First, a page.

Figure 1 reveals that the areas reporting scrub typhus are forested or scrubby with moderate to high humidity. Based on the retrospective data, the preferred habitats of rodent reservoirs and mites may be mapped for effective preparedness to prevent the disease.
Japanese encephalitis is a viral disease transmitted mainly by Culex triteaniorhynchus, the Culex vishnui group of mosquitoes. The epidemiology involves pig as amplifier host while man is a dead end host2. Cattle egrets are also known to act as reservoir of infection. As the vector species prefers to breed in rice fields, the distribution of JE coincides with rice growing areas of eastern Uttar Pradesh, Andhra Pradesh, Tamil Nadu, Brahmaputra Valley in Assam, Karnataka, and West Bengal, etc. In India, the endemicity of JE was confined to seven states in 2008, while in 2011, it spread to 15 states and in 2013, 13 states reported JE cases with 1086 cases1 indicating geographical spread. Though the typical biotope of JE endemic area is well defined, the occurrence of acute encephalitis syndrome is complicating the problem owing to ill-defined etiology and risk factors. In 2011, recording of nine cases of JE from Delhi1 warrants detailed investigation of ecological features supporting biotope for JE transmission.
West Nile Virus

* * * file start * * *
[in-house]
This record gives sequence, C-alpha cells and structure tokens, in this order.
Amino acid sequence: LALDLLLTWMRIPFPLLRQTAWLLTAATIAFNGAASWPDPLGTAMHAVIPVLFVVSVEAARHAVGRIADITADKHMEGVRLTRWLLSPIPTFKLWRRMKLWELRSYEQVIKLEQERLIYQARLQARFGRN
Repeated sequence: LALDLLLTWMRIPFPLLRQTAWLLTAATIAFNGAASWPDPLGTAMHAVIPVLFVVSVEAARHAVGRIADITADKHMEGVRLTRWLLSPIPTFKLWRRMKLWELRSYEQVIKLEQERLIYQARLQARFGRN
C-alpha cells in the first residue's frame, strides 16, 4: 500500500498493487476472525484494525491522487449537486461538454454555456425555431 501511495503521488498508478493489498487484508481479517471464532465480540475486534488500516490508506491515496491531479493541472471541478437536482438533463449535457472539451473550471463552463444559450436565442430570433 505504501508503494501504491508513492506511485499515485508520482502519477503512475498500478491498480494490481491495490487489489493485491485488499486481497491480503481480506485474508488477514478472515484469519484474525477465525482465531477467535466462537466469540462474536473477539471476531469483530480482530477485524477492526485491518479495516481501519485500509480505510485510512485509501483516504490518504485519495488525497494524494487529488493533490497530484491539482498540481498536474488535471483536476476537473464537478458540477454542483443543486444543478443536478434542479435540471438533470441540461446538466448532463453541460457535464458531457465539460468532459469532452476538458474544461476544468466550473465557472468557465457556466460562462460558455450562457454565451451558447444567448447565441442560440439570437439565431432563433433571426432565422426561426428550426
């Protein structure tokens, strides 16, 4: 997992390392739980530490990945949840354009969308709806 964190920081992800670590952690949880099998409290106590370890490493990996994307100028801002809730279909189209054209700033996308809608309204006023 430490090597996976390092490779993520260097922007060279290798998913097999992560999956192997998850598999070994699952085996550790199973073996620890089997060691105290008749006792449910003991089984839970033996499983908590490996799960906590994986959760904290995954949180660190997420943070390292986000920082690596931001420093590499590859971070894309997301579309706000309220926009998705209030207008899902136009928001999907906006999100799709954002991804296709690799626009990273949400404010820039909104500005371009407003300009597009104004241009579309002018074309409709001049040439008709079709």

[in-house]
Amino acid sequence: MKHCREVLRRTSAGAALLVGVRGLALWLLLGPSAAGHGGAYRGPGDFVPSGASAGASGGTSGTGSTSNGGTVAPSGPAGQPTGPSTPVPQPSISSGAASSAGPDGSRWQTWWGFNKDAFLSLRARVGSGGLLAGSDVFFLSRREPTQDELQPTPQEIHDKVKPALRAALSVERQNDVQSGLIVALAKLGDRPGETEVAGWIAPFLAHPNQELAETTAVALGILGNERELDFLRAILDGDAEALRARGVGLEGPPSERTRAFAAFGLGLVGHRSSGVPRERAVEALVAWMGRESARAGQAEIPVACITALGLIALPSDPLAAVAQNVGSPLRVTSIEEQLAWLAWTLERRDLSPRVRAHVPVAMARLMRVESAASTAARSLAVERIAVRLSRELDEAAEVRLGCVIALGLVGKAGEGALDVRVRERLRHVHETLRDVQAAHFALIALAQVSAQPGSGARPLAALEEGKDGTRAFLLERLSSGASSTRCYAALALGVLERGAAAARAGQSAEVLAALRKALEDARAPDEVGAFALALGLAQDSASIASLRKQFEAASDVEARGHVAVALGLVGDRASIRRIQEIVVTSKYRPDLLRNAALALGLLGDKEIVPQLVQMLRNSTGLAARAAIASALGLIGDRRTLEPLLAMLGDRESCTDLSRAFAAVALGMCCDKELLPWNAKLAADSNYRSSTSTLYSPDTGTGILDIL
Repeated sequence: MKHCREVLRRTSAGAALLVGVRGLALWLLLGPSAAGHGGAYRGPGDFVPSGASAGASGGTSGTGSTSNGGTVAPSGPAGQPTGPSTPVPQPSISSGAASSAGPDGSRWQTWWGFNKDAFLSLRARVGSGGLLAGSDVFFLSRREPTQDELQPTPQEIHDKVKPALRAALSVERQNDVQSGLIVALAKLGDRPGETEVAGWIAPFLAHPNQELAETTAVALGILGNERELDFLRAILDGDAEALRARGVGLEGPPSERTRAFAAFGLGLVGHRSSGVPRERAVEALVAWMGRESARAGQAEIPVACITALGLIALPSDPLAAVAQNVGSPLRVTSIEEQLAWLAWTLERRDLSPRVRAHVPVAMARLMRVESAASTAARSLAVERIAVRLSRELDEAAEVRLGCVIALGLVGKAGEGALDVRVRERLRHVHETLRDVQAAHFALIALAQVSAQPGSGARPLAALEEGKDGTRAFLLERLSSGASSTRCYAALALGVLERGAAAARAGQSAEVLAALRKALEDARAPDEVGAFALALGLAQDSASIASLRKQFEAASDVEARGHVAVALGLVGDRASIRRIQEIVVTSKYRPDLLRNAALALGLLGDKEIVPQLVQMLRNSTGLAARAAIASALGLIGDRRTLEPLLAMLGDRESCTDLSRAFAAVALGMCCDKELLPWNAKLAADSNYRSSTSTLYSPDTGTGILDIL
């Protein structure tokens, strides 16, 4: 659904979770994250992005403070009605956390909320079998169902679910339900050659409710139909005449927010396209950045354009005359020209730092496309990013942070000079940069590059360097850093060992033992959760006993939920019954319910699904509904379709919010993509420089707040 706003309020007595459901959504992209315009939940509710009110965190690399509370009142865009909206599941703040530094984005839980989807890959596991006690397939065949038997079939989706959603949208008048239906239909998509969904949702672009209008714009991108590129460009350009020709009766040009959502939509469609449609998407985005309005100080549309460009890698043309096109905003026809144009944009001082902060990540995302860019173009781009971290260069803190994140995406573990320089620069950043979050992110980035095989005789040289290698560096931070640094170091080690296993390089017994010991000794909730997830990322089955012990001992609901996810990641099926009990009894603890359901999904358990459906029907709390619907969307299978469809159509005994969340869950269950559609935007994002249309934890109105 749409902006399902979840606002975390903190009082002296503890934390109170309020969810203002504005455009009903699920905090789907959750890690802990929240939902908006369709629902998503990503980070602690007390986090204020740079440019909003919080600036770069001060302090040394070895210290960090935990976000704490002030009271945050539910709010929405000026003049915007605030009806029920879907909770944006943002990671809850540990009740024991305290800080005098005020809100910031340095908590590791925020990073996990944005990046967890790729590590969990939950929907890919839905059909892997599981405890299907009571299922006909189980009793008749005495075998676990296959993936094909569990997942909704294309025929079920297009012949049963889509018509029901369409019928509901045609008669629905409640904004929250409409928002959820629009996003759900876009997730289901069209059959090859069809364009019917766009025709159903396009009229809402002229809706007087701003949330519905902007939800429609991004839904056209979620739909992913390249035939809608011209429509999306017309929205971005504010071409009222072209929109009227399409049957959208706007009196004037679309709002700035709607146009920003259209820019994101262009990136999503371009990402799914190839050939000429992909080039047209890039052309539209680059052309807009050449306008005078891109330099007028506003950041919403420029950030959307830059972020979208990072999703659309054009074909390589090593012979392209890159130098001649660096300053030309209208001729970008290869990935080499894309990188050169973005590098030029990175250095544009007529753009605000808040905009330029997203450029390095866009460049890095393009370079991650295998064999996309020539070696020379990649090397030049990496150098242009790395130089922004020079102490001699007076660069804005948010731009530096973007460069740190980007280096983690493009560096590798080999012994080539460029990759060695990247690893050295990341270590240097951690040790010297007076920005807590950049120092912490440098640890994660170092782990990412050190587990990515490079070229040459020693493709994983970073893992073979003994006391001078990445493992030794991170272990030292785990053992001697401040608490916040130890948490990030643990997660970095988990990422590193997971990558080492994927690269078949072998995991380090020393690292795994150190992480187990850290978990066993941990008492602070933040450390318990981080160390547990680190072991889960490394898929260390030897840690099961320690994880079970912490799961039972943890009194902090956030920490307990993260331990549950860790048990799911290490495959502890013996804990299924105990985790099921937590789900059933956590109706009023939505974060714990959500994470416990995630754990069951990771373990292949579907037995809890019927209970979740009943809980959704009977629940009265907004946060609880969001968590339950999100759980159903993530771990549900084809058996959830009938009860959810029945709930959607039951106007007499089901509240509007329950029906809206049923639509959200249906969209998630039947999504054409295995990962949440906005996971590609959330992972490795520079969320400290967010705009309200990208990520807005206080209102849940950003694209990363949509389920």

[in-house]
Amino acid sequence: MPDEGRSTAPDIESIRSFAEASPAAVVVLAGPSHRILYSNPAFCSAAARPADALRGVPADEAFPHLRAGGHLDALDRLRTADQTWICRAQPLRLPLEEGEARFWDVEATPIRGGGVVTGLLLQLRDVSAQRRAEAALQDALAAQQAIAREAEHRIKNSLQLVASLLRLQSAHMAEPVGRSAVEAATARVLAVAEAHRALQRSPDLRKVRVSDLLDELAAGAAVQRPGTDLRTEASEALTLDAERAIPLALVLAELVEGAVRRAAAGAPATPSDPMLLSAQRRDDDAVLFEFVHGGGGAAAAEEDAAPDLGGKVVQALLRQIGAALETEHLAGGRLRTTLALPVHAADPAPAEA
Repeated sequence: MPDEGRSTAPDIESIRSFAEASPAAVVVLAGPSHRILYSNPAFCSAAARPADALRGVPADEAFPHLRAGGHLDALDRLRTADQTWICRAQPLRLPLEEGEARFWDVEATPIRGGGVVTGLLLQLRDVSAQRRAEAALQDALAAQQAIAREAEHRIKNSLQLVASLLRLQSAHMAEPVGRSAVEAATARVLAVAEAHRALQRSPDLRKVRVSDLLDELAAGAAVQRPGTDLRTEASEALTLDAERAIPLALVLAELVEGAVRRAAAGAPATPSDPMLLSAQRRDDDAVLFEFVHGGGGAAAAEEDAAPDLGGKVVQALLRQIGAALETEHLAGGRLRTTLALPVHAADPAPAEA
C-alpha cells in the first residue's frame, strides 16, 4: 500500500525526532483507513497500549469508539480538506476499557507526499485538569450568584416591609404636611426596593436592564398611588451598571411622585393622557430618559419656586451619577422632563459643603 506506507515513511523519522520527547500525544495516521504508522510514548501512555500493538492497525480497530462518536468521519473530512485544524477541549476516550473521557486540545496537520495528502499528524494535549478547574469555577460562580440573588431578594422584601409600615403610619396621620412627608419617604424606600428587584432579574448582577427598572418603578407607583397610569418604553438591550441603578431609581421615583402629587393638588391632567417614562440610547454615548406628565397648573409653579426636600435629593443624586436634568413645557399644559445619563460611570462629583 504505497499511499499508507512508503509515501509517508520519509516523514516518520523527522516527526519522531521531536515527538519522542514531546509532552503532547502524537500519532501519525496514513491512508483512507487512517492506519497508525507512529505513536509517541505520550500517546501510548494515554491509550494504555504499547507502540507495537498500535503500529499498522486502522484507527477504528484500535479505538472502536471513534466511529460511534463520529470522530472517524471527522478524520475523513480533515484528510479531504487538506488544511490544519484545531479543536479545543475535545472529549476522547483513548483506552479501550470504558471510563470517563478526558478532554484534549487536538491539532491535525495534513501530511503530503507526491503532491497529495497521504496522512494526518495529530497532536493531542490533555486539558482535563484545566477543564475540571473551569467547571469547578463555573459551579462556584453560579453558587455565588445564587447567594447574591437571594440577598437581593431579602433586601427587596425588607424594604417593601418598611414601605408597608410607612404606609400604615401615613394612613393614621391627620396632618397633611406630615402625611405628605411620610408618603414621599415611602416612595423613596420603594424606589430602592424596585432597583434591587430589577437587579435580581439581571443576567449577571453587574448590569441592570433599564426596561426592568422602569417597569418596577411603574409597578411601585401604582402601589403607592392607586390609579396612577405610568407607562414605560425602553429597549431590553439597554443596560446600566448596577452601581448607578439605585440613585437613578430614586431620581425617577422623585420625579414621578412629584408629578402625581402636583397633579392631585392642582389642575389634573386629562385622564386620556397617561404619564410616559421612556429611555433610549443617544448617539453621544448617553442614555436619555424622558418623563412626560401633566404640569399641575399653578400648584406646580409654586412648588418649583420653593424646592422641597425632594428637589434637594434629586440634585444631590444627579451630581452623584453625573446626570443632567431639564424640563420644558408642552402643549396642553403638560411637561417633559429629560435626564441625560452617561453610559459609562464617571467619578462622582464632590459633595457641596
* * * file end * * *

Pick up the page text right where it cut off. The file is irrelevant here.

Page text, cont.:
India is endemic for WNV with reported infection in human beings mainly from southern India. In nature, the natural cycle is maintained in bird and mosquito. Antibodies against WNV were first detected from Bombay in 1952 (5). Pigs and horse have also been found with antibodies against WNV. The symptoms are mild influenza, fever, general body ache, headache, nausea, and vomiting including encephalitis syndrome. The disease is transmitted mainly by Culex vishnui group of mosquitoes, and transovarial transmission has been reported. Till 2002, WNV was reported mainly from southern India, but in 2002, Thakare et al. (36) reported prevalence of WNV from non-endemic (Maharashtra and Rajasthan) and endemic area of JE (Goa and Orissa). Khan et al. (37) reported the WNV from Dibrugarh, Golaghat, Sivasagar, and Tinsukia districts of Assam. WNV may be a cause of acute encephalitis syndrome in JE endemic areas. Further studies are needed to delineate the WNV endemic and potential areas for better prevention, particularly in JE non-endemic areas.